Bible: Some Have Enough, Others Can’t Get Enough

***This post is a continuation from the thread on Prop. 8, which became a discussion on the Biblical interpretation and Christianity, among other things.***


A few biblical questions:

  • What kind of role does the Bible play in your life?
  • Do you view the Bible to be infallible? If so, do you believe the words or the message to be infallible?
  • With so many people (even in the same religion or faith group) disagreeing on interpretation of verses in the Bible, is an objective and “true” interpretation possible? How would you propose it?
  • Where do you get your interpretation from? Do you rely on scholars, commentaries, feelings, or a combination of the three?
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About shenpa warrior

"Patience is not learned in safety." View all posts by shenpa warrior

28 responses to “Bible: Some Have Enough, Others Can’t Get Enough

  • Anonymous

    George:

    While I completely agree that biblical scholars are not completely agreed on the meaning of Romans 1, I do question one who allows their understanding of the bible to rest in the hands of “scholars” whose own lives are shrouded in obscurity and I venture to say, certainly not the holy material in many cases that I would want to pattern my life after. Just because someone has a PHD or a Masters or belongs to a prestigious research society, or has doctorates, does not automatically make that person an expert. Jesus and Paul repeatedly condemn those who are wise in the world (aka scholars) but whose lives are completely deviant from purity. We all agree there are plenty of educated crooks, but I have yet to meet the person, who LIVES their life based on the bible, regardless of their education, who does not have something worthwhile to offer humanity. Our society is too full of people with no concept of morals, virtue, and integrity, but an abundance of useless facts and figures, diplomas, degrees, and other ostentatious displays of knowledge which truly spiritually profit neither them or society a whit.

    Although the question of the condemnation of homosexuality may perhaps be confused after Romans 1, it certainly should not be when Romans 6, (effeminate… shall not inherit the kingdom of God), the old testament condemnation of the behavior with death, the destruction of Sodom and Gomorrah for this sin (it is laughable to think some people believe this is a punishment for a lack of hospitality, if that were true David committed the mother of inhospitalities with his treatment of Uriah, and God certainly didn’t treat him with the utter destruction of Sodom and Gomorrah, and even ventured to describe him as a man after his own heart), and that all sex outside of marriage is forbidden in bible.

    I really am confused when you say passages have been mistranslated. Do you mean to say that the 5,000 copies of the original manuscripts which are used as the basis for the King James Bible and which agree in 90% of their content with the remaining 10% being mere spelling errors and nothing doctrinal is mistranslated. Either my understanding of your usage of mistranslated is incorrect or perhaps the bible is not mistranslated.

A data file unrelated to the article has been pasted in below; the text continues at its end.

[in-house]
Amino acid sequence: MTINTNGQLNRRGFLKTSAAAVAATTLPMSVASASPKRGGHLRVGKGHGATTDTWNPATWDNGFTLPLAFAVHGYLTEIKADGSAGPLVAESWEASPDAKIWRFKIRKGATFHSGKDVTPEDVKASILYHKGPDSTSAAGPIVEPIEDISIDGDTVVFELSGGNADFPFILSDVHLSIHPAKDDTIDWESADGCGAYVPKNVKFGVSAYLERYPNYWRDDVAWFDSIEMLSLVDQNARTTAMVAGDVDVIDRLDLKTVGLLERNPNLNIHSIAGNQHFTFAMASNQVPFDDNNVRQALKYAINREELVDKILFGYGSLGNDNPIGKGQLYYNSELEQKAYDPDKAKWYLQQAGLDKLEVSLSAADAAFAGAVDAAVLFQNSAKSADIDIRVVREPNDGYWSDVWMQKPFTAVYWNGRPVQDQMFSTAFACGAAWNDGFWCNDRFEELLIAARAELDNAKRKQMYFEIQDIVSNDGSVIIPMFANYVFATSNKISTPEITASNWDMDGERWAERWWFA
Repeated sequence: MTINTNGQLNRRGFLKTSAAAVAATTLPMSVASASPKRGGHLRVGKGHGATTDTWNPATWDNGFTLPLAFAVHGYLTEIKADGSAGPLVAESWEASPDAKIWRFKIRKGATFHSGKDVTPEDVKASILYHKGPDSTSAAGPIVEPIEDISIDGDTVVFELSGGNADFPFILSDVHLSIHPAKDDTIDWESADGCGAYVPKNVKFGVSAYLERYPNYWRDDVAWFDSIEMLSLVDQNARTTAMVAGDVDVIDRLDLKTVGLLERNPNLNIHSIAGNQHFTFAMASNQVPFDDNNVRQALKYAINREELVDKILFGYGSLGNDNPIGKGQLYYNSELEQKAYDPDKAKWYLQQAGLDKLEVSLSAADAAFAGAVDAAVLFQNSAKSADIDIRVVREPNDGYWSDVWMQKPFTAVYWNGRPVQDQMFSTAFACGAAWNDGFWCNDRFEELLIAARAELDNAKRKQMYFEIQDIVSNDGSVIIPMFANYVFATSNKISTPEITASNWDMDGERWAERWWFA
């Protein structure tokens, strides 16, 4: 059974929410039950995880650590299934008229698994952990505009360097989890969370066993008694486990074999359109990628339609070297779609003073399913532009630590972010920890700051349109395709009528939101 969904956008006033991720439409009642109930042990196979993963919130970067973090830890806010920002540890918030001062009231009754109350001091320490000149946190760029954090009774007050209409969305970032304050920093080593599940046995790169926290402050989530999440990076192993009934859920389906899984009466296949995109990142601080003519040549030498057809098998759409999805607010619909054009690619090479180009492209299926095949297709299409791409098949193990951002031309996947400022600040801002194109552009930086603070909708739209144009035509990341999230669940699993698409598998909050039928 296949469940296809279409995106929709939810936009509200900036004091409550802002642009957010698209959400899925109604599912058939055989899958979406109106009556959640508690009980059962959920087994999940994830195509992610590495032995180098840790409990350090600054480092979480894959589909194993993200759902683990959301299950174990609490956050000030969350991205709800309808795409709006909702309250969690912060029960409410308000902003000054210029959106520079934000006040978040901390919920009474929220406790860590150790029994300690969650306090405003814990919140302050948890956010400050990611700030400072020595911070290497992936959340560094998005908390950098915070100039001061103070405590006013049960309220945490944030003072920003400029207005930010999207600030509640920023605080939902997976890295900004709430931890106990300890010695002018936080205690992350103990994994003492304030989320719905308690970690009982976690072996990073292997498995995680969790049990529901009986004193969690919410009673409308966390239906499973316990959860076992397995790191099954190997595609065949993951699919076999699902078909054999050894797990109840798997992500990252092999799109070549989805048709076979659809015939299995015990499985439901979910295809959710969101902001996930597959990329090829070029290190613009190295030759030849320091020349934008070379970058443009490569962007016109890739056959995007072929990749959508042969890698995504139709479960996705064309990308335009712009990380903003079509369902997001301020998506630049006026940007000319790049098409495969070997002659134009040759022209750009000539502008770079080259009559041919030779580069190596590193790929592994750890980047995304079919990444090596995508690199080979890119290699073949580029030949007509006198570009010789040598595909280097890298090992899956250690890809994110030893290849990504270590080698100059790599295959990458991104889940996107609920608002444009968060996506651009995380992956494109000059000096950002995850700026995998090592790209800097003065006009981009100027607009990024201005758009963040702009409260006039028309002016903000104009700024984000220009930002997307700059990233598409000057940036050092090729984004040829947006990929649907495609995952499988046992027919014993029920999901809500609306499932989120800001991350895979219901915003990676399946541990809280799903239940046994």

Linking slavery, harsh treatment of women, and harsh punishments with the bible is certainly a common reproach hears these days. However, a close scrutiny shows that the bible was used incorrectly by slaveholders, and correctly by abolitionists to lead to the end of slavery. Women are said to have an inferior role in bible, although I submit to you can you find anywhere in history where a mighty nation was led by women? Cleopatra? Queen Elizabeth? Margaret Thatcher? Catherine the Great? Of course these are all women and leaders in their own right, but they pale in comparison to Lincoln, to Caesar, to Napoleon, to Christ, to Gandhi, to King David, to the Apostle Paul, to Hannibal, to Washington. If we continue to persist in this process of taking women out of her intended sphere, we shall continue to reap the rewards of this. As we sit now, we have a devastating economic situation, due to greed and a general lack of morals, we have illegitimacy rates skyrocketing, abortions following suit, and we still struggle to make woman what she was never intended to be. How much more of these sorry results must we reap before we realize the error of our ways. So instead of denouncing the bible, for merely depicting a truth, why can we not accept that perhaps there is truth to the woman being created for the man, and the man having the duty of loving his wife as Christ loved the church. And as for harsh punishments, a basic knowledge of the bible yields the understanding to the true seeker that punishments and chastisements, are intended to make chaste, and that by learning we are made better, and we have a chance at a freedome from sin and it’s penalties. This of course takes work. Now, people do one of three things when they see work, some turn up their sleeves, some turn up their noses, and some don’t turn up at all. The work required to understand and LIVE by the bible, understandably is very unfair to certain liberals, who would prefer the artificial, fairy tale beauty that we are born into and remain all our lives, to the reality of life being what we make it through our choices.